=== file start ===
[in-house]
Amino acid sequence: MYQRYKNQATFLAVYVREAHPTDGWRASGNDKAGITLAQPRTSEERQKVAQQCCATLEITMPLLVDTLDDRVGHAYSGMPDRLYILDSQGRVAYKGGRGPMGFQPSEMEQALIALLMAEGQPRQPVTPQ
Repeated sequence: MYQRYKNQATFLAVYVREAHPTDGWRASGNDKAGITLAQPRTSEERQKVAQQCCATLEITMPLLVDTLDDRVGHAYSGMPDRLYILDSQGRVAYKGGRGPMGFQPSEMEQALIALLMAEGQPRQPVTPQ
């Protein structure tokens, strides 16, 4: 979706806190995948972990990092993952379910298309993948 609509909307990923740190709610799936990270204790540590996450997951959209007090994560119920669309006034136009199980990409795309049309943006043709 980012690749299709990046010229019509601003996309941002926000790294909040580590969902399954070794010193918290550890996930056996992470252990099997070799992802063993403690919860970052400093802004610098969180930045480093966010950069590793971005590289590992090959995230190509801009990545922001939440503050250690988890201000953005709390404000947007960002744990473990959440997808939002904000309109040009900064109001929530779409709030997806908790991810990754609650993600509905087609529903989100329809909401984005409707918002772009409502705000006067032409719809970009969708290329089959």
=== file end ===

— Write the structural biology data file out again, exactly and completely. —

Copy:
[in-house]
Amino acid sequence: MYQRYKNQATFLAVYVREAHPTDGWRASGNDKAGITLAQPRTSEERQKVAQQCCATLEITMPLLVDTLDDRVGHAYSGMPDRLYILDSQGRVAYKGGRGPMGFQPSEMEQALIALLMAEGQPRQPVTPQ
Repeated sequence: MYQRYKNQATFLAVYVREAHPTDGWRASGNDKAGITLAQPRTSEERQKVAQQCCATLEITMPLLVDTLDDRVGHAYSGMPDRLYILDSQGRVAYKGGRGPMGFQPSEMEQALIALLMAEGQPRQPVTPQ
């Protein structure tokens, strides 16, 4: 979706806190995948972990990092993952379910298309993948 609509909307990923740190709610799936990270204790540590996450997951959209007090994560119920669309006034136009199980990409795309049309943006043709 980012690749299709990046010229019509601003996309941002926000790294909040580590969902399954070794010193918290550890996930056996992470252990099997070799992802063993403690919860970052400093802004610098969180930045480093966010950069590793971005590289590992090959995230190509801009990545922001939440503050250690988890201000953005709390404000947007960002744990473990959440997808939002904000309109040009900064109001929530779409709030997806908790991810990754609650993600509905087609529903989100329809909401984005409707918002772009409502705000006067032409719809970009969708290329089959």